There was one daily train between Colchester and Norwich (both directions) and three between Colchester and Ipswich. Hadleigh had no services on Sunday but it is not clear what the service to Bury St Edmunds was as it shows three services in the up direction and none in the down. This might be a printing error and the Ipswich starting trains may start from Bury St Edmunds.

The Eastern Counties Railway takeover[edit]

Throughout the EUR’s short life ECR chairman George Hudson and David Waddington were keen to protect their business and at various times the ECR was obstructive to the EUR. For instance at one point at Colchester the EUR would propel trains into the ECR station lest the ECR impound their locomotives whilst at Norwich EUR locomotives were not permitted to work into the ECR controlled Thorpe station. Sabotage of through connections at Colchester was another trick tried on occasion and the EUR even resorted to taking statements from their passengers with the intention of taking the ECR to court.

However there was co-operation as well and the two companies agreed in 1850 to pool all the London - Norwich fare revenue (the ECR owning the longer Cambridge route) and divided on a 75% (ECR) to 25% (EUR) basis. This reflected the route mileage split owned by the two companies on the two routes.

In November 1850 Cobbold presented a bill to parliament requesting running powers to London, Lowestoft and Yarmouth all over ECR operated lines. Indeed it looked like that year all through working of traffic may have ceased although this was averted in March 1851. It was just as well as the EUR finances were in a serious state with considerable debts from building the Norwich extension.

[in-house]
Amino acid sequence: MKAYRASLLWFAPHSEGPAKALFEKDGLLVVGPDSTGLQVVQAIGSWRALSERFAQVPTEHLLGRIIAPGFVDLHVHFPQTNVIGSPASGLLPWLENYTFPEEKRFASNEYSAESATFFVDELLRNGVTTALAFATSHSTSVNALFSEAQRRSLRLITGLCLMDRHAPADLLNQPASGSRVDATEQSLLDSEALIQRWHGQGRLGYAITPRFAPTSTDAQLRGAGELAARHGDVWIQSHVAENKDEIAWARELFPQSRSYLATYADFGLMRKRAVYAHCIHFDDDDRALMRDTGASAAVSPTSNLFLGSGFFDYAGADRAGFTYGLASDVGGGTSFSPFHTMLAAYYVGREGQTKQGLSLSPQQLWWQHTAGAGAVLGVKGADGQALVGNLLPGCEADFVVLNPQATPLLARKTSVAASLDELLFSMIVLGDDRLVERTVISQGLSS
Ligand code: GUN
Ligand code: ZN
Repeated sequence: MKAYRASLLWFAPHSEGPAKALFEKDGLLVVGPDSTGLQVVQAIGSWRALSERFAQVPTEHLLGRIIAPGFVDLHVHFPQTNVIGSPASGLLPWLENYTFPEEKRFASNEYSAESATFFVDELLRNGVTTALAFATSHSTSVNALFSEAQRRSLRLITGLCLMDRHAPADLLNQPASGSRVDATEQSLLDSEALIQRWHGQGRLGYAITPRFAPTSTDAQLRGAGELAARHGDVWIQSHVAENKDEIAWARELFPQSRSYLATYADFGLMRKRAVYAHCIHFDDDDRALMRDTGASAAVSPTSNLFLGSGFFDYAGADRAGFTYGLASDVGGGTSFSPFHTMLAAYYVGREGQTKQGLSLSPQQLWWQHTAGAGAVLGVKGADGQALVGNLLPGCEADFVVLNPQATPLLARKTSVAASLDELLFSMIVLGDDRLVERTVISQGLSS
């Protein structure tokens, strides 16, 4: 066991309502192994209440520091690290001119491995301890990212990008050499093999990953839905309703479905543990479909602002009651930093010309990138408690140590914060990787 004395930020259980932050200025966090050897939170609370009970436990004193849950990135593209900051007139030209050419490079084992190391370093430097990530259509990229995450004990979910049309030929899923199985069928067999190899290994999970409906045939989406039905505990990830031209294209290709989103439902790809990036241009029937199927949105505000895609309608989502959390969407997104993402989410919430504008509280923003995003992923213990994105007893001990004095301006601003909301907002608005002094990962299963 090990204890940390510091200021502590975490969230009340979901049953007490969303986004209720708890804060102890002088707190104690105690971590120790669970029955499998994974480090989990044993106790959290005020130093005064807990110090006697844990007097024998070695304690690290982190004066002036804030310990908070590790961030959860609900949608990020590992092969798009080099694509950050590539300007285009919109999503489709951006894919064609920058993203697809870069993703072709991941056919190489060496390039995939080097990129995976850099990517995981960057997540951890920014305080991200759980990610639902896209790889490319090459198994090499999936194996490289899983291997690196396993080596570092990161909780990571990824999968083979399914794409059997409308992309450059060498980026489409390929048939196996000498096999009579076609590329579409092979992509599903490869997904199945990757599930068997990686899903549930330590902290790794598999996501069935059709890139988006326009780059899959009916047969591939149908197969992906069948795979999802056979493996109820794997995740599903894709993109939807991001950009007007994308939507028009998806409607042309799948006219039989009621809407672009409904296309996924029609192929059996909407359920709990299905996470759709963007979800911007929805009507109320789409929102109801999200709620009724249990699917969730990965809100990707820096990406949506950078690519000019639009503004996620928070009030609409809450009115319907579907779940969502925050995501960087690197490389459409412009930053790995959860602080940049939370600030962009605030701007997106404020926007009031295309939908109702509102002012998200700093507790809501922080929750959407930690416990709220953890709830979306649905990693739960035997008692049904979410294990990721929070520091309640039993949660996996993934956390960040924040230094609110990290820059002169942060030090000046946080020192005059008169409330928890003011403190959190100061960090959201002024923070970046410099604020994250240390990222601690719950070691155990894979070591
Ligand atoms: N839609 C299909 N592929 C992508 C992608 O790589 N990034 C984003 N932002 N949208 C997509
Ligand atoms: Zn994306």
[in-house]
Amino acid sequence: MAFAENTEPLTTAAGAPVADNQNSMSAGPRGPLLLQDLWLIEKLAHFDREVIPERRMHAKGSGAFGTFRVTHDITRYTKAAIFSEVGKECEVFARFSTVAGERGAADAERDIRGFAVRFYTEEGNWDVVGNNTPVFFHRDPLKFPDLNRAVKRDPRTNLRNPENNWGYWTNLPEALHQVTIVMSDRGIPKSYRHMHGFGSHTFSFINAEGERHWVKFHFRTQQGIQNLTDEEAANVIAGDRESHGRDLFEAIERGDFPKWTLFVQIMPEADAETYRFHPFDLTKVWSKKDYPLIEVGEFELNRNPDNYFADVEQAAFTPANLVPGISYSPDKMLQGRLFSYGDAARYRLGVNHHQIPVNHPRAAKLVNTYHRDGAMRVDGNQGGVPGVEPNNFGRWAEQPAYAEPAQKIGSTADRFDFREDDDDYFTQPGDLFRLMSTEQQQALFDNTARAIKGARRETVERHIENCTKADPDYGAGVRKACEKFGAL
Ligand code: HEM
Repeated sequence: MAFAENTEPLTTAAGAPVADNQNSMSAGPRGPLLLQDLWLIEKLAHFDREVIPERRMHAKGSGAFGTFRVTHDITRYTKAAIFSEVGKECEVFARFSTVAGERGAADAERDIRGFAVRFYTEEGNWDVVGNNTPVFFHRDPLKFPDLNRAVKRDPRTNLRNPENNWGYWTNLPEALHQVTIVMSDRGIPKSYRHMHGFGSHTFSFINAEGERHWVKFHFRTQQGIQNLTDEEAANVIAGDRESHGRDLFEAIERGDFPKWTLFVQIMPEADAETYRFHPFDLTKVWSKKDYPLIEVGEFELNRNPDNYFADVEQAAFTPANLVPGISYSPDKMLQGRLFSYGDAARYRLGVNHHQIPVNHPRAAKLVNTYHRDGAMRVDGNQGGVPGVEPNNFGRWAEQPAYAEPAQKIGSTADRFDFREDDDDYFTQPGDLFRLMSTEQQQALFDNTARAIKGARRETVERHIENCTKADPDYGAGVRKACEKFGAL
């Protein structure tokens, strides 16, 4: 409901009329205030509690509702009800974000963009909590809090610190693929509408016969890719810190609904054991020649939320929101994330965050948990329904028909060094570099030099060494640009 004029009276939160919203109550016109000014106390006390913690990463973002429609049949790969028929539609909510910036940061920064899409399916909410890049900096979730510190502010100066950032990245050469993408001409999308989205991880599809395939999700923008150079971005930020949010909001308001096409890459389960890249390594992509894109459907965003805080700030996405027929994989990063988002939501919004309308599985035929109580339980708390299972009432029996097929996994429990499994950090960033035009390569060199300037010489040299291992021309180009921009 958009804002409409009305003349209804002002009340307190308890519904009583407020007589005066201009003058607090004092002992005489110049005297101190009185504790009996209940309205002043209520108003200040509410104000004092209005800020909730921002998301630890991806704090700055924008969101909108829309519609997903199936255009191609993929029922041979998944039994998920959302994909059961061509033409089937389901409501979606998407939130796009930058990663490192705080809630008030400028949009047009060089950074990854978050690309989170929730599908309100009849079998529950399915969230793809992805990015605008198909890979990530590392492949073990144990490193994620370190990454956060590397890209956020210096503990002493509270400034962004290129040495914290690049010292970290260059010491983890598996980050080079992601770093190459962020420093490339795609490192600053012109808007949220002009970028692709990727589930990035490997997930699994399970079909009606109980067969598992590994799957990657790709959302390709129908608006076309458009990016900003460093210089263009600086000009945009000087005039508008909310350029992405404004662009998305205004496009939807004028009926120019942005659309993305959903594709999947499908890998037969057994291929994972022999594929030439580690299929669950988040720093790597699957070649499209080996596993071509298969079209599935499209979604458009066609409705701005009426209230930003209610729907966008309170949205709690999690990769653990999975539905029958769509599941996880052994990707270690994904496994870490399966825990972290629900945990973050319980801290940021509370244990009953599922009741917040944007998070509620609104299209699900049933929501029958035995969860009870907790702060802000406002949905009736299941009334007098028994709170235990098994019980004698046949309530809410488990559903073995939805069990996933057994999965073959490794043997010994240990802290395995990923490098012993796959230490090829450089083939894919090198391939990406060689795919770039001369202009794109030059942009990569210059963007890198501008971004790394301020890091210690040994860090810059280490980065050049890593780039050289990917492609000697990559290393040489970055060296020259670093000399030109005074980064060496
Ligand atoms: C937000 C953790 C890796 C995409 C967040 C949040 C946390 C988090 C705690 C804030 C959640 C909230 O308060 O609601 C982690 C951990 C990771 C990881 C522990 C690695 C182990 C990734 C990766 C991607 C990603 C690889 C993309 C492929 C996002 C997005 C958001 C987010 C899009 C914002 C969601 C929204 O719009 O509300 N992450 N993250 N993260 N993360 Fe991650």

A series of cost cutting measures followed including closure of its London office, redundancies and wage reduction. In early 1851 the EUR directors discussed leasing the operation to the ECR and a proposal was made but rejected by the ECR.

The EUR debts were converted to creditor shares so the creditors got paid before the other shareholders and one of the significant creditors, Brassey, joined the board at this time. It was Brassey who was fundamental in negotiating the eventual takeover of the EUR. Waddington and ECR had in the interim been, making things difficult for the EUR and operating costs which had risen to a crippling 60% in 1850 and continued increasing.[30]